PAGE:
Has my passion for spiritual work decreased? This will be reflected by a decreased burden for the lost (both at home and abroad), a decreased burden for revival (often replaced by good works, and more subtly by good spiritual programs), and a penchant for respectability in place of radicality. Holy zeal makes you uncomfortable, and you are becoming ashamed of Jesus and His reproach.
Witnessing used to come naturally, but now you almost avoid the subject. You simply don’t care about the ones Jesus died for. Or maybe you don’t fully believe that they are lost. Unbelief is always a result of backsliding somewhere, somehow. Do you find yourself spiritually numb?
And what about revival and visitation? How would you feel if the Spirit fell in power? (Not necessarily in some cultured–and “containable”–way, but with intensity and suddenness and upheaval.) Are you willing to let Him be in control–of the service, of the leadership, of you? Or have you become satisfied with a comfortable seat in the theater while the show itself never goes on? Beware of a powerless spiritual sophistication. The world admires it, but it has no teeth.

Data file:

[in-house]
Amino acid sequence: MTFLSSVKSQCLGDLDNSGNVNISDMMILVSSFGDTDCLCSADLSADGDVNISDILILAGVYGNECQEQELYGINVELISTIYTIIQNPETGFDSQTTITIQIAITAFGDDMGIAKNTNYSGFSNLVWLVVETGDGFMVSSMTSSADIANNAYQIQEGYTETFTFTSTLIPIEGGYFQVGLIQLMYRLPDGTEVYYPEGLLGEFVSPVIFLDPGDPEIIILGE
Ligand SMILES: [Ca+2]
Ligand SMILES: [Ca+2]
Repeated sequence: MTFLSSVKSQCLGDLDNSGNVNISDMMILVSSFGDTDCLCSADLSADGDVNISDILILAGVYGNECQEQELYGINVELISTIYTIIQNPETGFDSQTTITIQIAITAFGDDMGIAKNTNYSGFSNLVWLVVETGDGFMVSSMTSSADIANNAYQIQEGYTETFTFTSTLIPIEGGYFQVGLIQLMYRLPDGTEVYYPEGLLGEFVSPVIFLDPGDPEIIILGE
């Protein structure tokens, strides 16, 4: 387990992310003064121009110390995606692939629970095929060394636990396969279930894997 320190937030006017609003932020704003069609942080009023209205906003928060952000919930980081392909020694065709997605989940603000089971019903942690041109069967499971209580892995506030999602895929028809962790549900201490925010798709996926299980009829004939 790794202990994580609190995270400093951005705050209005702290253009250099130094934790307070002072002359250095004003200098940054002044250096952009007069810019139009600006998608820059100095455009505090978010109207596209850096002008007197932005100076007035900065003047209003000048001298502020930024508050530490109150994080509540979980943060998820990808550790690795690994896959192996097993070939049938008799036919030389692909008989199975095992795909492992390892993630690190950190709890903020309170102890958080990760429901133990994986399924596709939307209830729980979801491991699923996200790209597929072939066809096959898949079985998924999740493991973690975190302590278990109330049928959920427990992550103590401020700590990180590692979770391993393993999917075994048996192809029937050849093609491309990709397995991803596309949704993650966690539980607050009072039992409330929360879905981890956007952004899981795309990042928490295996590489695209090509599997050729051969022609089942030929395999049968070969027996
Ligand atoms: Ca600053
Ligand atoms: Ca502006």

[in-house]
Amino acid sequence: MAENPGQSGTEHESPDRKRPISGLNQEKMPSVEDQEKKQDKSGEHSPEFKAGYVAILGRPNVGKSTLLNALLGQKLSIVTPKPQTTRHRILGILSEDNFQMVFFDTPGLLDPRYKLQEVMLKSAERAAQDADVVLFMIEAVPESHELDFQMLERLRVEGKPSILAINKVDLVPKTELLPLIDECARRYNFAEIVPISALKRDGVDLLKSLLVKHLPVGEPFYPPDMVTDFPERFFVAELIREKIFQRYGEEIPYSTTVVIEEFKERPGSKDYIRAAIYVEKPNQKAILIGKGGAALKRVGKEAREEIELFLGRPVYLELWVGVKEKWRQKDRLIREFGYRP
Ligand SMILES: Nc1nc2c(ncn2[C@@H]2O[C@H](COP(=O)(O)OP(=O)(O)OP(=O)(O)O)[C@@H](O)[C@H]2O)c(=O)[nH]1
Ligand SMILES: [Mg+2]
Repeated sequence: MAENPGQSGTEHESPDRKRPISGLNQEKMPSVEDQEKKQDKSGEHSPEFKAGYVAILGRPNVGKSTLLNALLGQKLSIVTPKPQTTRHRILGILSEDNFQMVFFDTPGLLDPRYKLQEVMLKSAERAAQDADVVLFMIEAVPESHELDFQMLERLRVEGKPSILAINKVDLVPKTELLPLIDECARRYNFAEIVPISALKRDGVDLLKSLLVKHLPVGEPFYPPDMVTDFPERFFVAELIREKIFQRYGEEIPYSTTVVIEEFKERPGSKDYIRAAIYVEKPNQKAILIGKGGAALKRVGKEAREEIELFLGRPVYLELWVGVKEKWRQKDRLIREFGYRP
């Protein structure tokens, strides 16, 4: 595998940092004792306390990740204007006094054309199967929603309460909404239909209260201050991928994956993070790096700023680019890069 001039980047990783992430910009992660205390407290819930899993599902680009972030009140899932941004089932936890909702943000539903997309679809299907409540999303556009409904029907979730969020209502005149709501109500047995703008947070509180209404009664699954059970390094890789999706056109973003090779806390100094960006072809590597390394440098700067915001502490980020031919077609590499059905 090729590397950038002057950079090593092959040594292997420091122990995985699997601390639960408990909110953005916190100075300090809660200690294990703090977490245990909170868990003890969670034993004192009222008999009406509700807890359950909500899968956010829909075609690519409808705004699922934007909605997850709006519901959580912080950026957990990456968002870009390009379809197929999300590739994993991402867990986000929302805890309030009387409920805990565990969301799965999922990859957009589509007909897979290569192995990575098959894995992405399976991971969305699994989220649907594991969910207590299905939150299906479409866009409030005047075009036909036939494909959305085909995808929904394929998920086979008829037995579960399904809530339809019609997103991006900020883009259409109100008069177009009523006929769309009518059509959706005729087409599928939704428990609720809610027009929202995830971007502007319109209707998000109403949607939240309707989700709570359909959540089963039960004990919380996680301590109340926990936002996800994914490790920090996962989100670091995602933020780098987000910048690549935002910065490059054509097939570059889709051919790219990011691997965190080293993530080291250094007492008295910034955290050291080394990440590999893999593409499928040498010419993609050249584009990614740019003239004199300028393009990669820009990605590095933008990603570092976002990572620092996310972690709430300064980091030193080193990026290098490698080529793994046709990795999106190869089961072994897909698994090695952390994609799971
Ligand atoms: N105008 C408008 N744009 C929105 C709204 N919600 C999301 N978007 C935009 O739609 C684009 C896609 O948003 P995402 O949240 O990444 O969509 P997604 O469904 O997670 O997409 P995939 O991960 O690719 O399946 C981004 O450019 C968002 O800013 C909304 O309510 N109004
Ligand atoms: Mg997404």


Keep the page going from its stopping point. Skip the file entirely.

Have my standards of holiness become lower? Perhaps you have permitted things into your life, family or congregation that would have been unthinkable when you were on fire. You now find you are able to engage in certain activities, watch certain movies, enjoy certain sports and forms of entertainment, and attend certain functions which the Lord at one time convicted you of–but now there is no conviction!
Beware! This type of backsliding is often done in the name of spiritual maturity. I warn you as one who once fell into this very error: It is a trap and a lie!
The fact that something doesn’t “bother you” may be the loudest warning you will ever hear. You are not experiencing the freedom that comes as a result of trust; you are experiencing the insensitivity that comes from hardness. Absence of divine conviction does not mean absence of divine displeasure. It may actually point to a withdrawing of His presence. In fact, if the Holy Spirit is dealing with you even now, cry out to Him right where you are for restoring grace.
Am I backsliding in spiritual authority and personal victory? Perhaps you are experiencing a lack of victory over the flesh, falling back into old habits and lusts, finding yourself unable to resist and drive out the devil from strongholds in your life or the lives of those to whom you minister.
Remember: You can fool others, but you can’t fool the flesh–and you can’t fool the devil. As Leonard Ravenhill often asked, “Are you known in hell?” Are you moving from victory to victory, or do you find yourself more and more entangled every day (or month, or year)?